Macron's new centrist party stretches lead, survey shows

Mr Macron used a visit to the German capital to meet the veteran leader in his first official trip overseas, to call for a "historic reconstruction" of Europe.

For his part, Mr. Macron is asking Ms. Merkel to pool eurozone government funds into a shared budget that could be used to support members of the currency area in economic distress.

Le Pen's defeat to Macron on May 7 had raised questions about her leadership of the National Front and aides had said over the past days she had not yet decided if she would stand for parliament in her northern fiefdom of Henin-Beaumont, where she narrowly lost in 2012.

Merkel made clear that she was prepared to be open to fundamental reforms and treaty changes. "I would be ready to do this, but first we will work on what we want to reform".

French President Emmanuel Macron's office is delaying the announcement of the new government while authorities check the tax records and backgrounds of potential ministers.

She also made her most positive comments yet about eurozone reforms mooted by Mr Macron, saying it may be possible to change European Union treaties as would be required to enact them.

But at a joint press conference following their talks on Monday, Dr Merkel adopted a conciliatory tone and offered what appeared to be a key concession.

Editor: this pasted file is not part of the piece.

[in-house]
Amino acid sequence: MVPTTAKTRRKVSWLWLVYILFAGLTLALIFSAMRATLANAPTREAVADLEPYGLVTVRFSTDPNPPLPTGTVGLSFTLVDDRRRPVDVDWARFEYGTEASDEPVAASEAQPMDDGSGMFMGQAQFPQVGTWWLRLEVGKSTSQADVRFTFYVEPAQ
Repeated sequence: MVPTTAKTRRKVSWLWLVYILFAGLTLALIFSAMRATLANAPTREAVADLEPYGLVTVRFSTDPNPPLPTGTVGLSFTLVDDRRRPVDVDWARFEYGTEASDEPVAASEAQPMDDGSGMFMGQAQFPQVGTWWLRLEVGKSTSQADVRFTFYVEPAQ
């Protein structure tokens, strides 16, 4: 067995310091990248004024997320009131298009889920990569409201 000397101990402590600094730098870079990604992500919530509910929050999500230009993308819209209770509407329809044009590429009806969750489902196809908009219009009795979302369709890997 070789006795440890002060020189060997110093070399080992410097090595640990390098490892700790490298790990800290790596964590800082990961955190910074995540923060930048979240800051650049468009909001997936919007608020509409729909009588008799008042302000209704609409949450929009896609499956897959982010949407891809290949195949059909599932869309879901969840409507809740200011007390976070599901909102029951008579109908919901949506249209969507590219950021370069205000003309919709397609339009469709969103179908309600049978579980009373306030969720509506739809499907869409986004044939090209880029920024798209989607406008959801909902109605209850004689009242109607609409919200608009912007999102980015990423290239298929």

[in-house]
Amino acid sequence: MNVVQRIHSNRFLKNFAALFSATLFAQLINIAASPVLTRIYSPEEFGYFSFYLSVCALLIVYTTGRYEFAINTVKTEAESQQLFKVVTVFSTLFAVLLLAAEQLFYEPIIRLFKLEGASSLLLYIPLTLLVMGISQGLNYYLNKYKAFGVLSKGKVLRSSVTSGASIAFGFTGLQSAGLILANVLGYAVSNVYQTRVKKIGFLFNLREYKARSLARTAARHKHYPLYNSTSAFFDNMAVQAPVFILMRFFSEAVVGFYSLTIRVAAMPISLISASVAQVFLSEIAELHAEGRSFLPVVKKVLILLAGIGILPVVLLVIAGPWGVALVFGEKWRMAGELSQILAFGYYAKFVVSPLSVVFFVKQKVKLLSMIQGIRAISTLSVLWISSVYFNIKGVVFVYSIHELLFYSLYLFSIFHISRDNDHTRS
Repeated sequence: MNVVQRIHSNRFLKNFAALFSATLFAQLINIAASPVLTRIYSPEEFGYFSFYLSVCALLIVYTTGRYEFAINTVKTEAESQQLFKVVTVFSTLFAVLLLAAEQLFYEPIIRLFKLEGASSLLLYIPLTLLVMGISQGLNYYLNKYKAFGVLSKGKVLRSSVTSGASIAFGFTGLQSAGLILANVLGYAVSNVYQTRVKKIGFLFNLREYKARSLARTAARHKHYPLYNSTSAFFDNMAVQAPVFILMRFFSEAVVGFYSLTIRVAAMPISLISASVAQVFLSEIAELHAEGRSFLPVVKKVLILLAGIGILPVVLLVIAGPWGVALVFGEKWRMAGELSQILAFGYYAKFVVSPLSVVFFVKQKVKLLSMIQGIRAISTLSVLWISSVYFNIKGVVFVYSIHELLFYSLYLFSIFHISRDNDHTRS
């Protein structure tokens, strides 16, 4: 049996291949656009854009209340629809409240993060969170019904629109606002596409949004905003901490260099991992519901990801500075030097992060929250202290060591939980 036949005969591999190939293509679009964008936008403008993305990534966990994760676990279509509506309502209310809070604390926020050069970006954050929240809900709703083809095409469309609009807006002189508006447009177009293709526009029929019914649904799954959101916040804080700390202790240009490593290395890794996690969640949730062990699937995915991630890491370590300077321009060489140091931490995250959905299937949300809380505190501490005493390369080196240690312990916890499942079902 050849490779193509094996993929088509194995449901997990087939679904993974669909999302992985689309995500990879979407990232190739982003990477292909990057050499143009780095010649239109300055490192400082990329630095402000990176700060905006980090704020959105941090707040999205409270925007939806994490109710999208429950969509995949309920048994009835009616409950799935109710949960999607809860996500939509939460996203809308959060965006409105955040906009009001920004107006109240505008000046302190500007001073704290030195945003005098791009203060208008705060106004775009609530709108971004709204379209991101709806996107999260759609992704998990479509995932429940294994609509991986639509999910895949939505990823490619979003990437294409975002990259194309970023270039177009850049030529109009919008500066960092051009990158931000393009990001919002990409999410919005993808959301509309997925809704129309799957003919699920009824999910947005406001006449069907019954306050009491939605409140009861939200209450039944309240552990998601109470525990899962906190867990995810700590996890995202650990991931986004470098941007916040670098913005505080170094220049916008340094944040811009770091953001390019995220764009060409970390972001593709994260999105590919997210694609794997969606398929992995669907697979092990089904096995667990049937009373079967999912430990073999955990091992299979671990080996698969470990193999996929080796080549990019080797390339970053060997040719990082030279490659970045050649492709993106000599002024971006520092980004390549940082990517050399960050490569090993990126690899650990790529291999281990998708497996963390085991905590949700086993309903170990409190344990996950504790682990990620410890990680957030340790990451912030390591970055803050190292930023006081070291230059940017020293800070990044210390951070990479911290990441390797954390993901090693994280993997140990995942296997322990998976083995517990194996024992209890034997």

"It will no longer be the case", Macron said, with Merkel affirming her commitment to rework the treaties where necessary, adding that she had been "irked" by those who said treaty change was not possible. Euobserver reports in its article Macron and Merkel to "reconstruct" the European Union that two leaders have the "common conviction that [they] should not only deal with the United Kingdom exit" but that they should think of how to "deepen" and "strengthen" the European Union and the eurozone.

Having been an advisor and economy minister under his predecessor as president, Socialist Francois Hollande, Macron was accused by his critics of being too left-wing during the vicious election campaign.

Richard Ferrand, the former Socialist who helped Macron create his party, spent two years at high school in Germany.

He denied being in favour of making all countries that use the euro liable for other individual countries' existing debt. However, he signalled readiness to look at sharing future burdens. The two leaders said that they would hold a Franco-German ministerial meeting in July to work on common proposals to reform the European Union, including initiatives to have converging tax rules.

Any reforms would likely still have to be held off until after September, when Merkel faces reelection.

The pope's telegram urged Macron to "always take care to build a more just and more fraternal society, with respect to differences and attention to people who are in situations of precariousness or exclusion". By appointing him, Macron has passed over loyal followers such as Richard Ferrand, a former Socialist who was one of the first to join Mr Macron's cause past year and is secretary general of REM.

Cannon, however, said the conflict is a thing of the past.